I asked a question earlier about the practice of mutilating infant genitalia for non therapeutic reasons. This is something of a ‘test question’ I have used on several occasions to get a sense of where feminists stand on the issue.

    There seem to be only three potential responses from feminists..

    1 They simply don’t answer the question.
    2 They state that it’s not a feminist issue
    3 They state that feminism opposes all non-consensual genital mutilation regardless of the sex of the child.

    I’ll ignore number 1 because it’s just ignorant and not worthy of any further discussion.

    Number 2 is the most common. This demonstrates two things to my mind…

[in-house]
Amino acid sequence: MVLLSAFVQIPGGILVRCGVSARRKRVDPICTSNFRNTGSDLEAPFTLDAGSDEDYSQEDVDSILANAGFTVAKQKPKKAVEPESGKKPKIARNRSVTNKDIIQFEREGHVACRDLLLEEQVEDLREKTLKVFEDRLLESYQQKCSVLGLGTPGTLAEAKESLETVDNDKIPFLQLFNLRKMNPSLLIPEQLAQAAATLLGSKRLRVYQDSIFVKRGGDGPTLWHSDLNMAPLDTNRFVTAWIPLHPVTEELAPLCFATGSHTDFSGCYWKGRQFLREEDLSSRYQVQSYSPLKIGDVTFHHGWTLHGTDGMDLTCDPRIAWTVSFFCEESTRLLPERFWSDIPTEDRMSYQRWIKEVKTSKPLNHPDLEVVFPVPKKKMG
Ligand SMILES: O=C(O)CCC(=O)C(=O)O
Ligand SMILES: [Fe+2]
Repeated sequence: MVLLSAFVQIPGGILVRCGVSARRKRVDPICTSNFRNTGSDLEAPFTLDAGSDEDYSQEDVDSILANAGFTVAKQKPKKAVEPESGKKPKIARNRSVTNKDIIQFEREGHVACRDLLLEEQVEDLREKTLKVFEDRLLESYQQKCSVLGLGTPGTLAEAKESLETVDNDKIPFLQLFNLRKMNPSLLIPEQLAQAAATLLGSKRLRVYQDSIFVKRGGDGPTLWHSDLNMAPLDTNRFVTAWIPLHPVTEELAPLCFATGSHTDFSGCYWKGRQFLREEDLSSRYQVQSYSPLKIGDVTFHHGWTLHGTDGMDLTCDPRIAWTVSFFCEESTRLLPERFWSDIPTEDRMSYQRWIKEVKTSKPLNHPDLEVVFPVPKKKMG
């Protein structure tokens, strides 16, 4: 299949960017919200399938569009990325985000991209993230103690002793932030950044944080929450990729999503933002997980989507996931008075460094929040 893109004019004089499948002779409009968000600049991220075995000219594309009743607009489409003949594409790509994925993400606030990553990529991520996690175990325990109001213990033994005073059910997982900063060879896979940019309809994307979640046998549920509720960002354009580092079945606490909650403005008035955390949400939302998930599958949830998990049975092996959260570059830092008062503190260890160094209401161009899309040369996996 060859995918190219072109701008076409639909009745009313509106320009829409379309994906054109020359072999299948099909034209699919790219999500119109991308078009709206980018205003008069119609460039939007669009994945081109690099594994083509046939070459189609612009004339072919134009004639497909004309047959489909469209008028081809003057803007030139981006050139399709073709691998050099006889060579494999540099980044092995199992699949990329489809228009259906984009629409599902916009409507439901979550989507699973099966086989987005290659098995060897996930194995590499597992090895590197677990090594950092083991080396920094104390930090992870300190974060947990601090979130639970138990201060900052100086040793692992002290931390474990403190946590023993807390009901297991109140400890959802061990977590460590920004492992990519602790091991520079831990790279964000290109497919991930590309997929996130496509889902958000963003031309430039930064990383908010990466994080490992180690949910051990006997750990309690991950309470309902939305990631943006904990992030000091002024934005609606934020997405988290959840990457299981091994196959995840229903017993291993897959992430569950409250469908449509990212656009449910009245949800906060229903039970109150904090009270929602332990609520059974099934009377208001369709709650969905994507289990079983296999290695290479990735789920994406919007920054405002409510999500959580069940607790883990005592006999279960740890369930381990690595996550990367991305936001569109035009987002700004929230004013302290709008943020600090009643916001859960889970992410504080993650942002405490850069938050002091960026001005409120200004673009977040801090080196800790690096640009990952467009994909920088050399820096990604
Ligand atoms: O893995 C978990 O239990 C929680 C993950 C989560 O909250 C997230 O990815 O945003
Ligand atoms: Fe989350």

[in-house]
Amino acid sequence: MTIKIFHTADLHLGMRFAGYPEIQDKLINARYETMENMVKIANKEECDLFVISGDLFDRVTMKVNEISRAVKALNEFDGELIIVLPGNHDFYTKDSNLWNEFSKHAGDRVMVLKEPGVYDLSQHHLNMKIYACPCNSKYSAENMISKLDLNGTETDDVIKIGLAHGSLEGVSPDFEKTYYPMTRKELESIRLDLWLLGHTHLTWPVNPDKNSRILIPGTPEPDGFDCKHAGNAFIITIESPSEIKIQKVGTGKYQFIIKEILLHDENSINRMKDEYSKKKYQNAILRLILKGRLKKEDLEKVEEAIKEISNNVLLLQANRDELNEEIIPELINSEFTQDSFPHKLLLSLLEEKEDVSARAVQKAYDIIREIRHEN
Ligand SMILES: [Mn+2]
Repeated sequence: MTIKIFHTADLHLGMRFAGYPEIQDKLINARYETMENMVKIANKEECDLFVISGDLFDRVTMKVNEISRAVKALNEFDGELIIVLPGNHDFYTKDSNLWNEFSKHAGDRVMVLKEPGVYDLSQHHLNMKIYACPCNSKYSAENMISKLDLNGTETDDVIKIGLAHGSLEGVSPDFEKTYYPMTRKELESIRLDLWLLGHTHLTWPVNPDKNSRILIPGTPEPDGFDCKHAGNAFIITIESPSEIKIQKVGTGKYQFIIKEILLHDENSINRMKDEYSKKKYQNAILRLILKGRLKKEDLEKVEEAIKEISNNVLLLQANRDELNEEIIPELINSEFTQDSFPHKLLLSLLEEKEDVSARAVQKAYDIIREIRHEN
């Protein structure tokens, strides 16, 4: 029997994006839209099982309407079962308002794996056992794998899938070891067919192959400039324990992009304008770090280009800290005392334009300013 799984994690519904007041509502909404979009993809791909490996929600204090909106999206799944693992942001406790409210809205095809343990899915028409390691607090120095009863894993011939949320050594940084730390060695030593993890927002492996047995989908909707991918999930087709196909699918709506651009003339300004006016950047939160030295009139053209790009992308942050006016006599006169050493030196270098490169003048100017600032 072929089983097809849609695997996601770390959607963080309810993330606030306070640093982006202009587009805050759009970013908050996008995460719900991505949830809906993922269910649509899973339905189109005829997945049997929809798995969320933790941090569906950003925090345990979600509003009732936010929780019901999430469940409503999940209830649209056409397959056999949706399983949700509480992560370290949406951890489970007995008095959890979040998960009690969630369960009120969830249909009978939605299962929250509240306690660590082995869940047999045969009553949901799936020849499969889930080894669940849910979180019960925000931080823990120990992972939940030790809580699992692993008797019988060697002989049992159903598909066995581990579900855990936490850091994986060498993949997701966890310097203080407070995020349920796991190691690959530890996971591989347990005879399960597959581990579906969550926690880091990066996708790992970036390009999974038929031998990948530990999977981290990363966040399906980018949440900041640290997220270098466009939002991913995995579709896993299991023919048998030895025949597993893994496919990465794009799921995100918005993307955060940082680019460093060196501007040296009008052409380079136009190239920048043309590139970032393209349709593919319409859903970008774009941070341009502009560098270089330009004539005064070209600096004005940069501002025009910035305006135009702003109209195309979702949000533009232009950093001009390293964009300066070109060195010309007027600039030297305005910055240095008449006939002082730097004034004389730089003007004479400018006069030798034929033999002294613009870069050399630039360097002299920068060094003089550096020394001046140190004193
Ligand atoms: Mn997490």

1It demonstrates that feminism really is discriminatory

    2 It demonstrates a peculiar way of seeing the world (what Dawkins in another context called ‘the discontinuous mind’).

    To my way of thinking the problem is that we need to try to protect infants from being mutilated. To the feminist mind it seems we need to protect half of the world’s infants from being mutilated. There is an arbitrary construct here that places the needs of girl children to be valued ‘intact’ over the needs of boy children to remain ‘intact’.

    Number 3 states that feminists really are concerned about the abuse of both infant girls and infant boys. Then why don’t we hear feminists shouting about the circumcision of infant boys born into Jewish and Muslim families? To complain about the treatment of infant girls and yet ignore the plight of infant boys is discrimination by omission.

    What’s wrong with just complaining about the mutilation of infants?
    I’ve heard secularists do this. I’ve heard atheists, humanists and sceptics do this. I’ve never yet heard a feminist concern herself with the abuse perpetrated upon boys. Clearly, in the eyes of most feminists boys don’t count.